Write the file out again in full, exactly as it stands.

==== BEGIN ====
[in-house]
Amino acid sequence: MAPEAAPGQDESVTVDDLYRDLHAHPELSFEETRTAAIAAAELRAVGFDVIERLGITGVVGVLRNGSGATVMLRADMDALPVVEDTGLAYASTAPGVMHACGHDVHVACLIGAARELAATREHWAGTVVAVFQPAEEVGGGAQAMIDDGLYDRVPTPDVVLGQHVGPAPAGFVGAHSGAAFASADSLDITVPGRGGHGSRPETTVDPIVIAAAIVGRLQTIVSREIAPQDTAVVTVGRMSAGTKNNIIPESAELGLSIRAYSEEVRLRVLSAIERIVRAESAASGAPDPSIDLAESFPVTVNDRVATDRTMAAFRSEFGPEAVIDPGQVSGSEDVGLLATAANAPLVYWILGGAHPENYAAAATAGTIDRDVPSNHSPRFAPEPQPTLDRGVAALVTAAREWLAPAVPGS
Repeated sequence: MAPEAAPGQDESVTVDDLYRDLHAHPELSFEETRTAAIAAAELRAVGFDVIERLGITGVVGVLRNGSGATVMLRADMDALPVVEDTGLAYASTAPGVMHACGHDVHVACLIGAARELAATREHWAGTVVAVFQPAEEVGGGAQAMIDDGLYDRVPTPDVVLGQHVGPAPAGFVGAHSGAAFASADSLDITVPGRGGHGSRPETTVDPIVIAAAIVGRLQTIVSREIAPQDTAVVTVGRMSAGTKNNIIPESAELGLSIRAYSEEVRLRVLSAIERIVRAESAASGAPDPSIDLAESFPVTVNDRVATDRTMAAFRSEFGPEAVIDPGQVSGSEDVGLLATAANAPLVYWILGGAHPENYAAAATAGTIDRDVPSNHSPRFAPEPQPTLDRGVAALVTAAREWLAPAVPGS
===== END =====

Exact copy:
[in-house]
Amino acid sequence: MAPEAAPGQDESVTVDDLYRDLHAHPELSFEETRTAAIAAAELRAVGFDVIERLGITGVVGVLRNGSGATVMLRADMDALPVVEDTGLAYASTAPGVMHACGHDVHVACLIGAARELAATREHWAGTVVAVFQPAEEVGGGAQAMIDDGLYDRVPTPDVVLGQHVGPAPAGFVGAHSGAAFASADSLDITVPGRGGHGSRPETTVDPIVIAAAIVGRLQTIVSREIAPQDTAVVTVGRMSAGTKNNIIPESAELGLSIRAYSEEVRLRVLSAIERIVRAESAASGAPDPSIDLAESFPVTVNDRVATDRTMAAFRSEFGPEAVIDPGQVSGSEDVGLLATAANAPLVYWILGGAHPENYAAAATAGTIDRDVPSNHSPRFAPEPQPTLDRGVAALVTAAREWLAPAVPGS
Repeated sequence: MAPEAAPGQDESVTVDDLYRDLHAHPELSFEETRTAAIAAAELRAVGFDVIERLGITGVVGVLRNGSGATVMLRADMDALPVVEDTGLAYASTAPGVMHACGHDVHVACLIGAARELAATREHWAGTVVAVFQPAEEVGGGAQAMIDDGLYDRVPTPDVVLGQHVGPAPAGFVGAHSGAAFASADSLDITVPGRGGHGSRPETTVDPIVIAAAIVGRLQTIVSREIAPQDTAVVTVGRMSAGTKNNIIPESAELGLSIRAYSEEVRLRVLSAIERIVRAESAASGAPDPSIDLAESFPVTVNDRVATDRTMAAFRSEFGPEAVIDPGQVSGSEDVGLLATAANAPLVYWILGGAHPENYAAAATAGTIDRDVPSNHSPRFAPEPQPTLDRGVAALVTAAREWLAPAVPGS